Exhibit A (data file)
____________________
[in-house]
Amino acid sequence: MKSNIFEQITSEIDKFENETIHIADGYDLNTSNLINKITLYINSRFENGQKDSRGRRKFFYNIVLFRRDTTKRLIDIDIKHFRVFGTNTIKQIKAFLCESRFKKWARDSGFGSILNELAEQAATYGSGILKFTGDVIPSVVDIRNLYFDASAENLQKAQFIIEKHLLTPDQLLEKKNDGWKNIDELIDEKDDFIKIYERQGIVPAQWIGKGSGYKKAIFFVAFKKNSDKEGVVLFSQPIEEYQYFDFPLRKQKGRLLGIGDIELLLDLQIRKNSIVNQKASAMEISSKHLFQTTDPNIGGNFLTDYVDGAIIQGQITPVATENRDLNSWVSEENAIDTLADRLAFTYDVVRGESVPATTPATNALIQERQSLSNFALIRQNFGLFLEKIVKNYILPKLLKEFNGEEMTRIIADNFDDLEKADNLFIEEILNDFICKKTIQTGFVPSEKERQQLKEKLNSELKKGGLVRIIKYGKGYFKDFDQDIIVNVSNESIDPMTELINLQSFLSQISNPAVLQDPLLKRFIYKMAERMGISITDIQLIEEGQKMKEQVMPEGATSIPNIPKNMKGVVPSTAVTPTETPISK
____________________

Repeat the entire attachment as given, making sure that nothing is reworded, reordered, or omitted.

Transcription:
[in-house]
Amino acid sequence: MKSNIFEQITSEIDKFENETIHIADGYDLNTSNLINKITLYINSRFENGQKDSRGRRKFFYNIVLFRRDTTKRLIDIDIKHFRVFGTNTIKQIKAFLCESRFKKWARDSGFGSILNELAEQAATYGSGILKFTGDVIPSVVDIRNLYFDASAENLQKAQFIIEKHLLTPDQLLEKKNDGWKNIDELIDEKDDFIKIYERQGIVPAQWIGKGSGYKKAIFFVAFKKNSDKEGVVLFSQPIEEYQYFDFPLRKQKGRLLGIGDIELLLDLQIRKNSIVNQKASAMEISSKHLFQTTDPNIGGNFLTDYVDGAIIQGQITPVATENRDLNSWVSEENAIDTLADRLAFTYDVVRGESVPATTPATNALIQERQSLSNFALIRQNFGLFLEKIVKNYILPKLLKEFNGEEMTRIIADNFDDLEKADNLFIEEILNDFICKKTIQTGFVPSEKERQQLKEKLNSELKKGGLVRIIKYGKGYFKDFDQDIIVNVSNESIDPMTELINLQSFLSQISNPAVLQDPLLKRFIYKMAERMGISITDIQLIEEGQKMKEQVMPEGATSIPNIPKNMKGVVPSTAVTPTETPISK